Monday, December 11, 2006


A kid jumps into a pool but suddenly realizes he can’t swim. So he calls out to the bearded, robed lifeguard who, rather than jumping into the pool, miraculously splits the water into two. The astounded child, now sitting on the dry pool floor, realizes that he’s just witnessed a miracle and thanks the lifeguard, or “Jesus,” as the boy calls him, for saving his life. The disgruntled lifeguard informs the child that his name is “Moses, not Jesus” and then, as punishment, closes the water on top of the child causing him to drown.
This is comedy.

The disturbing anecdote I’ve just relayed does not involve real people but actually employs plastic action figures. And the clip is just one of the many hyper-violent animated skits you’ll find on the Cartoon Network’s Robot Chicken (the aforementioned was actually an exclusive web outtake available to all Internet savvy users, regardless of age). The fifteen-minute program, which airs on Sunday late nights during the Adult Swim programming block, is just one of the many shows that gives stoners an excuse to break out the good stuff. It is the ultimate culmination of juvenile humor, home to every fart, vomit, and sex joke you can imagine and, well, I’m a fan. I mean, where else can you watch Anne Frank portrayed by a plastic Hillary Duff?
That’s a rhetorical question, by the way.

Recently, shows like Robot Chicken and the likeminded Assy McGee, Metalocalypse, and Frisky Dingo, among others, have turned rape and murder into the ultimate punchline. This obviously makes me somewhat uncomfortable. Just this past week on a repeat of the Seth Green-produced Chicken, you could see a parody of the old Snuggle fabric softener commercial in which a suburban man takes a fluffy, soft teddy bear into the bathroom and forces himself on it. Funny, right? A man violently raping a teddy bear? Or how about that skit from a few weeks ago where plastic children killed their plastic parents, or when other plastic children were mauled by plastic wild animals?

There's intelligent and subversive humor to be found elsewhere on Adult Swim—after all, there is a happy medium. Harvey Birdman, for example, is witty and smart without being bloodthirsty. Perfect Hair Forever was irreverent and stoner-friendly without condoning a weekly shower of guts. And when I look over the roster of past shows, I can't help consider that as both time progresses and Adult Swim gets older, there's a strong gravitation towards gratuitous violence. Granted the station was responsible enough to label their nightly programming block as "adult" right there in the title, but why does "adult" have to become synonymous with "tortuous pain"?

Perhaps this is the new culture. With the recent influx of hyper-violent movies like Black Christmas and Saw 4 on the way, maybe we’re truly becoming desensitized. Or is it that our constant exposure to war imagery is even seeping into our animated entertainment? But as we pass the bong along, we should ask ourselves if the lines between escapism and reality are blurring dangerously.

Ultimately, though, violence doesn't bother me as much as its use as a punchline does. A horror movie delivers gruesome death but we're prepared for it. That’s what we get in exchange for the price of admission. The juxtaposition of animation and violence, however, is jarring and disturbing instead of entertaining. Watching the progressive destruction of imagery that we generally associate with childhood and youth must somehow damage our fondest memories.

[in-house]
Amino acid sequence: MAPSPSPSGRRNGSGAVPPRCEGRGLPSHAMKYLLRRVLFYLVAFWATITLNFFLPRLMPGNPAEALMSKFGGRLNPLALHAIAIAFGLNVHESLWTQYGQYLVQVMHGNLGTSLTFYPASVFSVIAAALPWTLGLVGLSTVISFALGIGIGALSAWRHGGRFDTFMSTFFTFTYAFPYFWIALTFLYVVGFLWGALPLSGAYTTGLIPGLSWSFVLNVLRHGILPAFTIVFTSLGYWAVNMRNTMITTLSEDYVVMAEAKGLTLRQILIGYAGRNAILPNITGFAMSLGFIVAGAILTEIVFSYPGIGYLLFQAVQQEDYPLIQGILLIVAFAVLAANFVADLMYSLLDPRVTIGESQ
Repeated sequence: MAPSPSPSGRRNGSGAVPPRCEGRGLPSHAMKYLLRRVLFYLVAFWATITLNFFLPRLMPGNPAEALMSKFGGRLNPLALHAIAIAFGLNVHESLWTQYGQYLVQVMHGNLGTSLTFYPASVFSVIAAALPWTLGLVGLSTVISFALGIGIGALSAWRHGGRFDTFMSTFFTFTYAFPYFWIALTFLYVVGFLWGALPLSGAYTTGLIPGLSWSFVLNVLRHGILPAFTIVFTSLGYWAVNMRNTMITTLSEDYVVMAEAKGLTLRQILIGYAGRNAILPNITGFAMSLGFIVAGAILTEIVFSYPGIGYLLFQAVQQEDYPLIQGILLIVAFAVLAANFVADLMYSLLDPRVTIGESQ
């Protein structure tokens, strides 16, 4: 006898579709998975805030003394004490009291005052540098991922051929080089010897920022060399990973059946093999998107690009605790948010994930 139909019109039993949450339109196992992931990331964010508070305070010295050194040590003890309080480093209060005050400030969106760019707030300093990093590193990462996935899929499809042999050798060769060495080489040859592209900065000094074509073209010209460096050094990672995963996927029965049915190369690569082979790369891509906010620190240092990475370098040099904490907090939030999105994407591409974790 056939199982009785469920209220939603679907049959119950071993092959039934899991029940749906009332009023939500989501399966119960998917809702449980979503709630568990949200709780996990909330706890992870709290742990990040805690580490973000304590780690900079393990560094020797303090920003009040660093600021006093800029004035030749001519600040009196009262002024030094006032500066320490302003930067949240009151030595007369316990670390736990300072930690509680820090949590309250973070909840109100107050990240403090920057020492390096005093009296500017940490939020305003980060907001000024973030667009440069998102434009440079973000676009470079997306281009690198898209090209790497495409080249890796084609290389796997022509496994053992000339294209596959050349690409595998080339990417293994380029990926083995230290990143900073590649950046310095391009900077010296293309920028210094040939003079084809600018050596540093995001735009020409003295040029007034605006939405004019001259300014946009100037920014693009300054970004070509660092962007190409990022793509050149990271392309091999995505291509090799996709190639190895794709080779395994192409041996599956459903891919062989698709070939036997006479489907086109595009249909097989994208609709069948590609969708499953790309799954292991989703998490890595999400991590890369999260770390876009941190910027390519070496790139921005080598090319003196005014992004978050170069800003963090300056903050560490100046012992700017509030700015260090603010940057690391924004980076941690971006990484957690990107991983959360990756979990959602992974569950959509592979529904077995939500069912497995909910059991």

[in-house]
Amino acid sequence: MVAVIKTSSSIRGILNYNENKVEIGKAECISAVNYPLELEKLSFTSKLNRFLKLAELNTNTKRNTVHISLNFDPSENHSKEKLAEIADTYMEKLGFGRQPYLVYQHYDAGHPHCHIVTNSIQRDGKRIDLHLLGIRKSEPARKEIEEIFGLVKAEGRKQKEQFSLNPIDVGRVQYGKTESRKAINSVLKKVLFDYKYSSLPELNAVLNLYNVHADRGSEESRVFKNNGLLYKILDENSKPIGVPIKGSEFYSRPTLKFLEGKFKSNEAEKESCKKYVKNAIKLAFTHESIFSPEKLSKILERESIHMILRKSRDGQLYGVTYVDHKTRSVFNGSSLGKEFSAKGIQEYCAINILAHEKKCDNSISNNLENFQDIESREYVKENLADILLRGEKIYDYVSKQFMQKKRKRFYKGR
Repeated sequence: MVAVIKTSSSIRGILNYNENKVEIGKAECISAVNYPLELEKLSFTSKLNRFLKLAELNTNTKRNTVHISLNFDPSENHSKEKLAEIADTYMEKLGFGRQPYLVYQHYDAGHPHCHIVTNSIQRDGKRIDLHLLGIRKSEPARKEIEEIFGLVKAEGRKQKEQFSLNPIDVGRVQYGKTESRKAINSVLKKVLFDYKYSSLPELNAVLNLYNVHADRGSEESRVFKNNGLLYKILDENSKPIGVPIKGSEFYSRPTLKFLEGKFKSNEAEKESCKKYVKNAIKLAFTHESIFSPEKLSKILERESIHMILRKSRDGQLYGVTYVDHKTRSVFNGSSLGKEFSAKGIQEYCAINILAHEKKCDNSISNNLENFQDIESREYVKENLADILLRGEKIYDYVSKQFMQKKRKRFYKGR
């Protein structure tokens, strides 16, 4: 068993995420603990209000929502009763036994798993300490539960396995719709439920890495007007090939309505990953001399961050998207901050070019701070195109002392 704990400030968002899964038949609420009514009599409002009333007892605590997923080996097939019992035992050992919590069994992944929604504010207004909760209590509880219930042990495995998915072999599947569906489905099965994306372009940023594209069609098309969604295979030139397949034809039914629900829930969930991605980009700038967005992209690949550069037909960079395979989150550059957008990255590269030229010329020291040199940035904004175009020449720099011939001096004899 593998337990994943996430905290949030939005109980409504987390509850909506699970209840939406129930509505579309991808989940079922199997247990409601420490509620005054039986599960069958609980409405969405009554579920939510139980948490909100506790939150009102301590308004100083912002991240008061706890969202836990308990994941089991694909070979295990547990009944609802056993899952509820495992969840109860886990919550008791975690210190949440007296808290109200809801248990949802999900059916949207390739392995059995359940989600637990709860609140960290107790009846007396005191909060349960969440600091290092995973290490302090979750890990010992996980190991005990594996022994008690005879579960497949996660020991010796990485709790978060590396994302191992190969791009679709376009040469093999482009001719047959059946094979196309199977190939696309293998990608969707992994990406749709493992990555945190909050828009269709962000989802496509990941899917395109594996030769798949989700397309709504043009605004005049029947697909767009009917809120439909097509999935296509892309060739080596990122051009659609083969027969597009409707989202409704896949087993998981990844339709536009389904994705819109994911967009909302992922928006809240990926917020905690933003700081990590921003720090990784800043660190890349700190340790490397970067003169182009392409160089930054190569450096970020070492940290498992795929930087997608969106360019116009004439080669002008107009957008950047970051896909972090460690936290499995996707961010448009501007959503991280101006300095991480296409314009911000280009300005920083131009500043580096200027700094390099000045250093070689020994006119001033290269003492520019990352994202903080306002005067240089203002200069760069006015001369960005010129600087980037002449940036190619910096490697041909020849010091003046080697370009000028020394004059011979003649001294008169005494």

I don't know, Seth. You can tell me to lighten up but then I think about how our insatiable need for new and evolving entertainment will only inspire even bloodier shows in the future. In the meantime, though, I do know that it makes me incredible uncomfortable to see such a blatant disregard for life, animated or otherwise. And I never thought I would say this to anyone, but I implore you to stick to the fart jokes.


Anonymous Anonymous said...

by no means am I condoning a saturation of violence in our culture, animated or recorded, but violence has always and will probably continue to be viewed as entertainment: just think of gladiator battles or medieval executions in the town square.

10:18 PM  
Blogger Arye said...

That's true but I can't remember it being this accessible to the masses, ya know?
And aren't we supposed to be more civilized than previous societies?

10:22 PM  
Anonymous Anonymous said...

Stop being a little bitch and get a sence of humor. If you don't like the violence then just don't watch it. I would guess that sports like hockey, football, and combat sports are also a little to scary for you. You need to stop complaining about stuff that has nothing to do with you and have a little fun. By reading some of the crap you write all you did was piss me off. You are the kind of person everyone hates. Nobody likes to be around someone who just complains all the time. Grow some balls.

4:32 PM  
Blogger Arye said...

"Combat sports"? Whoa. Intense, dude. Are you writing this in between bouts as a Roman gladiator?

Just to address the irony in your post:

1. Commentator leaving anonymous comment tells blogger to grow balls.

2. Commentator says, "If you don't like the violence then just don't watch it." The same commentator also says, "By reading some of the crap you write all you did was piss me off." So, is it like rain on your wedding day?

Oh, and FYI, the sense in your first sentence is misspelled.

12:51 AM  
Anonymous Anonymous said...

i get my hydrocodone at buy hydrocodone - can't find any cheaper

8:41 AM  

Post a Comment

<< Home